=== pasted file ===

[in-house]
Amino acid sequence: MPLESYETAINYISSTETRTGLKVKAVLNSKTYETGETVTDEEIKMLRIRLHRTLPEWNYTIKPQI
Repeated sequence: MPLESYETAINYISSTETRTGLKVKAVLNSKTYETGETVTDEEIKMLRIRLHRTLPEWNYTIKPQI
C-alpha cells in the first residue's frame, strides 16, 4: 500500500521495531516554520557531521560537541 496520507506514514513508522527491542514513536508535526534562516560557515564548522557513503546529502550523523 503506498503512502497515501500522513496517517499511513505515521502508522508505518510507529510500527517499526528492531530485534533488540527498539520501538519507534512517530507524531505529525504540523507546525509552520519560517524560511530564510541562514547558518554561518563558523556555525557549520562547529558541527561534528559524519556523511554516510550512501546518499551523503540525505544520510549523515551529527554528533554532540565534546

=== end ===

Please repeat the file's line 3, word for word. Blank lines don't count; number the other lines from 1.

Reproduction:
Repeated sequence: MPLESYETAINYISSTETRTGLKVKAVLNSKTYETGETVTDEEIKMLRIRLHRTLPEWNYTIKPQI